North Carolina-based entrepreneur Ashlyn Sanders says she wrote NBA legend Charles Barkley “on a hunch.”
She’d just seen him appear as a guest on ABC’s Season 10 of “Shark Tank,” and she wanted to tell him about her MedTech startup.
Much to her surprise, he replied back.
“I was invited down to pitch to him and several of his advisors,” recalls Sanders, 28. “A few months later, I was actually given the call that he would invest.”
Flash-forward to today: Sander’s startup NeuroVice, which has developed a tongue protector for seizure sufferers, has raised an additional $300,000 from new angel investors.
That’s on top of an undisclosed amount raised from Barkley last year.
Sanders says it’s enough capital to complete the product.
PATI is a single-use, disposable medical device that prevents oral injuries during seizures.
It is currently in the final stages of product development at the Morrisville-based medical device design and manufacturing company Gilero.
“It’s thrilling that Ashlyn’s company and one-of-a-kind device has garnered the attention of investors and supporters,” Barkley says.
“She’s on the fast track to revolutionize medical support for those suffering from seizures while simultaneously saving lives, I couldn’t be more proud of her diligence and tenacity.”
Collectively, Black women founders raised $700 million in 2018 and 2019, up from $289 million raised in 2009 to 2017, according to ProjectDiane. However, that accounted for just 0.27 percent of the $276.7 billion in startup funding raised by all companies during that period.
Barkley is well known as an angel investor. Back in 2017, he pledged $1 million to fund Alabama black women’s tech startups.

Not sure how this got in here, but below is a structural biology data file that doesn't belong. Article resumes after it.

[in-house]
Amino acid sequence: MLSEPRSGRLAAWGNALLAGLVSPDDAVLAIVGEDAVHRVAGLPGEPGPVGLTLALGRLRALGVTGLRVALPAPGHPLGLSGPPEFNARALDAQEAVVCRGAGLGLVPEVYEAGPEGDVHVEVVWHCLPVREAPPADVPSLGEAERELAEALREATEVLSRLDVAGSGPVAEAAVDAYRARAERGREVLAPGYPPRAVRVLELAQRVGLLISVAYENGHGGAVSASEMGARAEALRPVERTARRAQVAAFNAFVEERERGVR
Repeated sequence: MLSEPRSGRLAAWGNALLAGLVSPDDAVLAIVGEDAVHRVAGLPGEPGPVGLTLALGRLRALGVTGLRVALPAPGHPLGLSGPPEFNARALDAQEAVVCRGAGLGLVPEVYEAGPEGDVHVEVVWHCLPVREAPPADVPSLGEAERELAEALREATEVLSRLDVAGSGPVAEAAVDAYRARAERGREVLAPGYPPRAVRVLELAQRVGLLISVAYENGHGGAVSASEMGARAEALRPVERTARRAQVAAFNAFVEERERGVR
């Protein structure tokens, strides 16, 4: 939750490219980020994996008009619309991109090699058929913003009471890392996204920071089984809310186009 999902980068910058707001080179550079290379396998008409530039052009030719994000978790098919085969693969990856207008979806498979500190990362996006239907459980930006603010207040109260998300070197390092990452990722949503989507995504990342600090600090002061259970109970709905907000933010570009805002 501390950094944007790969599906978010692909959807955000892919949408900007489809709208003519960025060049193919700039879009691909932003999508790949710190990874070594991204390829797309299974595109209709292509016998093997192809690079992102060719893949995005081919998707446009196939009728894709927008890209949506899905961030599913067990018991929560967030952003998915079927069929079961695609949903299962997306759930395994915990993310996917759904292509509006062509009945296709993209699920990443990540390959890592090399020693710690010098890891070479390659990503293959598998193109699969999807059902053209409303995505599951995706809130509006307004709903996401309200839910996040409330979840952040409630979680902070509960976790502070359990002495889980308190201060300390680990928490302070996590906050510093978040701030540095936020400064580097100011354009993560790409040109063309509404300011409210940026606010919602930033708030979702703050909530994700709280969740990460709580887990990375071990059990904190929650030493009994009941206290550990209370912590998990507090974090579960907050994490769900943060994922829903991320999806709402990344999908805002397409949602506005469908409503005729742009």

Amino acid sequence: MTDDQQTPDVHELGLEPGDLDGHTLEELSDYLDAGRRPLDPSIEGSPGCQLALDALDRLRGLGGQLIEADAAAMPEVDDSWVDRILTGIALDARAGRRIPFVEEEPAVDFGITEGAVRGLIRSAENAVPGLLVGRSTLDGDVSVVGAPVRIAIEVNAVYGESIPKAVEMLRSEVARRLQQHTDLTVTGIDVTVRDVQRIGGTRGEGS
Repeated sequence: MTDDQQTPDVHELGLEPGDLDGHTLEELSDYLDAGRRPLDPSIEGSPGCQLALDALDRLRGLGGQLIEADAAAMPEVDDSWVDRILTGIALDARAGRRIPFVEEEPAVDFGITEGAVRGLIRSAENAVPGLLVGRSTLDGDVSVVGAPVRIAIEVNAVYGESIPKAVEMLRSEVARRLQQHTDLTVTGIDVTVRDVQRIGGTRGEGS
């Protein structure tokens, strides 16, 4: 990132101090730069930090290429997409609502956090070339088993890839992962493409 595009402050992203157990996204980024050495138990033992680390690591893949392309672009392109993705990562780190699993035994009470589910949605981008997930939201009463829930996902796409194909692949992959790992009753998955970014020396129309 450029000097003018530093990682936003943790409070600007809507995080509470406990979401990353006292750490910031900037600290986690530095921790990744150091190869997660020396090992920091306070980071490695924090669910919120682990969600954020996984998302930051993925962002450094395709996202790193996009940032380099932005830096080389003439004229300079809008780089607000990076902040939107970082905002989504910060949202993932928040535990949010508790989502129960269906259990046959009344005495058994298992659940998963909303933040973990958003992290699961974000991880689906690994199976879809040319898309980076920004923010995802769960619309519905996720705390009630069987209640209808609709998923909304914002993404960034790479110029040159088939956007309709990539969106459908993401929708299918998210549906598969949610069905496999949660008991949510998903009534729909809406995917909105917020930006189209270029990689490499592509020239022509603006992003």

He says investing in Black-owned businesses — especially those in the tech field — is imperative to growing diversity in that space.
“Ashlyn is a burgeoning example of what’s possible with a little bit of help from old veterans, like me,” he said.
William (Tré) Clayton is another angel investor.
“I was truly stunned to find out that no such item was available for medical use, despite the comparatively large portion of society that lives with reoccurring seizures,” Clayton says. “She truly found a gap in the market.”
It’s estimated that 3.4 million people suffer from epilepsy, or seizure disorder, in the United States. Symptoms include uncontrollable twitching, which can often cause oral injuries.
Sanders has experienced this firsthand.
In 2014, shortly after starting graduate school for bioethics and science policy at Duke University, she was diagnosed with a Chiari malformation, a condition in which brain tissue extends into your spinal canal.
She required emergency brain surgery. However, to this day, she still lives with the residual neurological effects, which include seizures.
“My perspective was from as a patient living day-to-day with the symptoms,” Sanders says. “I started to think about a device that could be used to safely and effectively prevent that from happening during the seizure.”
Enter PATI, what she calls “a disruptive, first-to-market” solution to address this unmet need, especially for those with medication-resistant epilepsy, which is estimated at around 40 percent of all epilepsy patients.
How it works is simple: Before sleep or the onset of an “aura,” often described as the beginning of a seizure, the patient inserts the protective device into the mouth, preventing injury to the tongue during an episode.
After the seizure, the patient removes the device, discards it, and restock it with a new PATI.
Additionally, it can be used as an emergency medical intervention for paramedics, and in hospitals and clinics as part of “seizure precautions order” and before EEGs [electroencephalogram tests].
“Our goal is to exit by the end of this year with commercialization by the acquiring company in 2022,” Sanders says.